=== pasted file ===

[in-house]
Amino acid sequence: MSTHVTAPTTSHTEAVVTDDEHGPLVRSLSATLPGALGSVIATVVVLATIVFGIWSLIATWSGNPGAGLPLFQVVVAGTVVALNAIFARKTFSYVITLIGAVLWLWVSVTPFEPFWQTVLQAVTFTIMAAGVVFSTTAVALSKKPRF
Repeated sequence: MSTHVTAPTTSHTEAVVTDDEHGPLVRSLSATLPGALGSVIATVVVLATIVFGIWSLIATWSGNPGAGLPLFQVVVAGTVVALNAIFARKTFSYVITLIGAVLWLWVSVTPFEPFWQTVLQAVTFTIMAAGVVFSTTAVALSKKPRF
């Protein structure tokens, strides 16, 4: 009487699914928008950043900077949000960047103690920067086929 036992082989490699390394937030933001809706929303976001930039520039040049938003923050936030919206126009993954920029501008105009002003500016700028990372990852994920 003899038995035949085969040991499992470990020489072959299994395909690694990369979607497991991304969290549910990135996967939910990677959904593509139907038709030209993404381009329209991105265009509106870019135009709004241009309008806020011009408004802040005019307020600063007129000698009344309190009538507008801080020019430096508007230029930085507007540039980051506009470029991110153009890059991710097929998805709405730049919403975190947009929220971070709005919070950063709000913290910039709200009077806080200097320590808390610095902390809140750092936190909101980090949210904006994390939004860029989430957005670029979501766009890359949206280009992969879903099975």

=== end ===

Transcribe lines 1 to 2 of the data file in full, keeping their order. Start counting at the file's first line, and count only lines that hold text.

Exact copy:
[in-house]
Amino acid sequence: MSTHVTAPTTSHTEAVVTDDEHGPLVRSLSATLPGALGSVIATVVVLATIVFGIWSLIATWSGNPGAGLPLFQVVVAGTVVALNAIFARKTFSYVITLIGAVLWLWVSVTPFEPFWQTVLQAVTFTIMAAGVVFSTTAVALSKKPRF